Taraji P. Henson says her faith influenced her decision to play Ann Atwater, the Christian woman who got the head of the Ku Klux Klan to consider integrating Durham schools.
“Oh absolutely,” Taraji P. Henson told Christianity Today when we asked if her faith in God informs her choice of roles as an actress and influenced her to take on the challenge of playing Ann Atwater in Best of Enemies. “I look for projects that are going to transform people … and spark intelligent conversation.”
For Henson, it is especially important to look for films that will “push envelopes [in a way to] make you want to do something good to change a bad situation.”
It is no surprise, given these sentiments, that Henson was enthusiastic about playing civil rights activist Ann Atwater in this historical drama about the integration of Durham, North Carolina, schools in 1971. What may surprise audiences of Best of Enemies is not how much it praises Atwater but how hard it strives to humanize and complicate her antagonist, Ku Klux Klan leader Claiborne Paul (C. P.) Ellis, played by Sam Rockwell.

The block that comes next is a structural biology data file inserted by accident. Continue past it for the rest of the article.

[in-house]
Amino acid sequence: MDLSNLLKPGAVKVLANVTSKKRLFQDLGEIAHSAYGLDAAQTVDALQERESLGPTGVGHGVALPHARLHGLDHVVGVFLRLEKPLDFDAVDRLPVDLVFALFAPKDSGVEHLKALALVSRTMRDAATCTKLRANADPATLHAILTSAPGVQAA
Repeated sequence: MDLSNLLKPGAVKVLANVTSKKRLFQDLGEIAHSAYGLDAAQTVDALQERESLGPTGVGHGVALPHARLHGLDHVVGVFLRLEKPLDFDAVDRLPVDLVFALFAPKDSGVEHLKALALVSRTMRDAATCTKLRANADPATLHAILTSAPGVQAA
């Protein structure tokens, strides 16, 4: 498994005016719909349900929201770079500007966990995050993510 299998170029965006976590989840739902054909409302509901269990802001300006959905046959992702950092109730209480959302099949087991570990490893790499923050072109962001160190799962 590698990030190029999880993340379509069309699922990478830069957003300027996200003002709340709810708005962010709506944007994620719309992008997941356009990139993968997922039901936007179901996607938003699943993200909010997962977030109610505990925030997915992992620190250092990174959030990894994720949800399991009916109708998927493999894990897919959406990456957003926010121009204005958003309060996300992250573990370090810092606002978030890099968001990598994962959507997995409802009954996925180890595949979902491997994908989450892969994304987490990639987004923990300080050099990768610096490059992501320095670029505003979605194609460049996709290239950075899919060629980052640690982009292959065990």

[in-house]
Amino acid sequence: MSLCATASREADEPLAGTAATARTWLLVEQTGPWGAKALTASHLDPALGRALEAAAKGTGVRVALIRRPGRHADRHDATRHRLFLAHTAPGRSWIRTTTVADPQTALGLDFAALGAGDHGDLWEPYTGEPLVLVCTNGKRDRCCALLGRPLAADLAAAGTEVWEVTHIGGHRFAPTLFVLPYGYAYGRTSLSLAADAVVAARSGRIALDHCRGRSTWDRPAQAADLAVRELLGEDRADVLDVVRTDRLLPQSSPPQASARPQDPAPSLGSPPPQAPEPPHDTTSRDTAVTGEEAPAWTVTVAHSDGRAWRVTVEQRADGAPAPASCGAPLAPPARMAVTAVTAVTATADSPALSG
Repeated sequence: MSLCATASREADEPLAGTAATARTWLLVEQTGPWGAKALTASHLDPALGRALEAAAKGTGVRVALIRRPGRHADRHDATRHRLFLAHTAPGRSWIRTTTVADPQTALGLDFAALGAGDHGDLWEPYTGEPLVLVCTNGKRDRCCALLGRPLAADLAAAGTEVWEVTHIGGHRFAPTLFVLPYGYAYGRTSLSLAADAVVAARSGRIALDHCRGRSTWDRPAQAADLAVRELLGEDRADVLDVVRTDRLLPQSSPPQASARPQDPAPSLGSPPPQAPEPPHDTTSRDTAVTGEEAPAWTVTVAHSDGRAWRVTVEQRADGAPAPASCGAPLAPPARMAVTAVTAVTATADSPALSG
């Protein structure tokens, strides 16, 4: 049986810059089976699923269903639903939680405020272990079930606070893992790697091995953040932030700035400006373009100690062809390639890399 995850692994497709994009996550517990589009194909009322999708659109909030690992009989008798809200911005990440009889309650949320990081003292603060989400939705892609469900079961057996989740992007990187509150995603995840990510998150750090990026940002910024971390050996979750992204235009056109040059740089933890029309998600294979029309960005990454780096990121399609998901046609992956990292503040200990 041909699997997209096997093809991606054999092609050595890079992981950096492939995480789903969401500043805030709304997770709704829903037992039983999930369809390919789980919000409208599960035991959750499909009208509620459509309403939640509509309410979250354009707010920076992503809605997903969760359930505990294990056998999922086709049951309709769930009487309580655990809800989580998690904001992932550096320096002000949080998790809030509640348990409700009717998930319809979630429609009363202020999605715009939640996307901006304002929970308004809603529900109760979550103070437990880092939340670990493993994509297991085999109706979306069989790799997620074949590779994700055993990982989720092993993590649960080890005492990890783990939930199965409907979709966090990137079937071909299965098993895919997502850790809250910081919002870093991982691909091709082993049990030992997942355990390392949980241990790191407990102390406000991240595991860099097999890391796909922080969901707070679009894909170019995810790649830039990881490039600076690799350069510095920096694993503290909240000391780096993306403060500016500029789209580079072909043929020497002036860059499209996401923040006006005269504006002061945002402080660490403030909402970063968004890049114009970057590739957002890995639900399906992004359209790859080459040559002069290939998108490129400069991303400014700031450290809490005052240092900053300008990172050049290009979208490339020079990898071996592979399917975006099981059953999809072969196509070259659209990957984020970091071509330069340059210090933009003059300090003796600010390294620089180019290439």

Scriptwriter and director Robin Bissell echoed Henson’s assertion that the film is more about personal transformation than about institutional changes. Bissell states that as a white male he was not sure he would be the best person to represent the depth and scope of the violence of the Klan toward African Americans. Consequently, he tried to focus the story more narrowly on how Ellis was able to “breakthrough” his own prejudices and, especially, how Atwater’s faith empowered her to see a salvageable core of humanity that could be reached beneath Ellis’s exterior of hate.
Best of Enemies depicts the firebombing of an African American school and the systematic inequalities of segregation. But the two most frightening scenes in the film may well be incidents of violence …